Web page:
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Ceremony Drum and Drum Beater by Wilson Freemont,
Flandreau, South Dakota, ca. 2000

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Ceremony drum by Wilson Freemont, Flandreau, South Dakota, ca. 2000 Side of drum Back of drum

NMM 10872.  Ceremony drum by Wilson Freemont, Flandreau, South Dakota, ca. 2000. Frame drum of mitered shell construction with single bison-hide head, laced with strips of rawhide. Mottled extant hair on head surface. Made by mitering small blocks of wood and assembling them with glue and press. Has associated drum beater made by splitting a bisonís tail. Gift of Lakeport Emporium L.L.C., Yankton, South Dakota, 2005.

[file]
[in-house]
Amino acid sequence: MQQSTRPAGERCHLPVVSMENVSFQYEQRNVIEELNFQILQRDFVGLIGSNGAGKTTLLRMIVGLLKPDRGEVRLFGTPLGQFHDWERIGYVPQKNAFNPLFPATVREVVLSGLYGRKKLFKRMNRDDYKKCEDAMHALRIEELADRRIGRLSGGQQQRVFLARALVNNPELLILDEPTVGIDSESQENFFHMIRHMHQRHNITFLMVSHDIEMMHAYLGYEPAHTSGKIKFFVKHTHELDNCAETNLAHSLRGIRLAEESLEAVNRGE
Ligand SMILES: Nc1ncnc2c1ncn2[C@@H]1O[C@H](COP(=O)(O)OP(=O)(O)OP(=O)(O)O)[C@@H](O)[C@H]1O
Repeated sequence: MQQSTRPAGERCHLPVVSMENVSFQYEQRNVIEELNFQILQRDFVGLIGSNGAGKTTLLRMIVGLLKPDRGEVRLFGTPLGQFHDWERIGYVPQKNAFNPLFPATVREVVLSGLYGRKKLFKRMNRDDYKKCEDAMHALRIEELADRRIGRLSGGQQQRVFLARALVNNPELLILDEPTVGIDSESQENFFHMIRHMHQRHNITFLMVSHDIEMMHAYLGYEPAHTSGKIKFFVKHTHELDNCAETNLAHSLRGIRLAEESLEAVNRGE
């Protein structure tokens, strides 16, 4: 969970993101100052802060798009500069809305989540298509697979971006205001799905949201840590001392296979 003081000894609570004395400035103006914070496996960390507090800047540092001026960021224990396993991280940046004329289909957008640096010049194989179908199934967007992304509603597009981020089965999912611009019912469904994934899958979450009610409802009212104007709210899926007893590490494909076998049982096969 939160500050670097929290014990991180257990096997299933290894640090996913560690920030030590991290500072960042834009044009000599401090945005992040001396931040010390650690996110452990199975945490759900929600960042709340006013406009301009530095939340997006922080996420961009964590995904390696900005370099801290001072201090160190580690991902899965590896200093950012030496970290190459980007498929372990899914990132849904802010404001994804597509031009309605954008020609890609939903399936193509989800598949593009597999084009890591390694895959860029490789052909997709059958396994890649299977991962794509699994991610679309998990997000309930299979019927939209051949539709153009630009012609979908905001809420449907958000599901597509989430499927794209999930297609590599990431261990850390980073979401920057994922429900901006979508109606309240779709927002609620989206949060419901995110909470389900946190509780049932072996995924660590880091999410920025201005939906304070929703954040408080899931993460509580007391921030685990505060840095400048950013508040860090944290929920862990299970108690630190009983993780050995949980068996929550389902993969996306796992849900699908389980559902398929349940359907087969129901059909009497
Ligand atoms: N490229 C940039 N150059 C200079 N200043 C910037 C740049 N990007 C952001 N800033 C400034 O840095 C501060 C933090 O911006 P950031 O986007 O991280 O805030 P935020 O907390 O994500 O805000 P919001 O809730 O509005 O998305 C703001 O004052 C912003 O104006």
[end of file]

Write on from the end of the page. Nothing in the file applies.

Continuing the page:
Bison-Tail Drum Beater and Rawhide Lacing on Drumhead

Bison-tail drum beater Another view of bison-tail drum beater Rawhide lacing

PA-060.  Drum beater by Wilson Freemont, Flandreau, South Dakota, ca. 2000. Bison tail beater, made by splitting the tail. Wide end of beater used to strike drum. Gift of Lakeport Emporium L.L.C., Yankton, South Dakota, 2005.

The drum beater, head, and rawhide lacing for this drum are all made from a bison (buffalo) tail and head. The American bison is classified as a low risk, conservation-dependent species by the IUCN (International Union of Conservation of Nature and Natural Resources) as of 2002. The ever-increasing bison ranching industry ensures a readily available supply to traditional drum makers.

Go to Checklist of Musical Instruments of the Indigenous Peoples of North America

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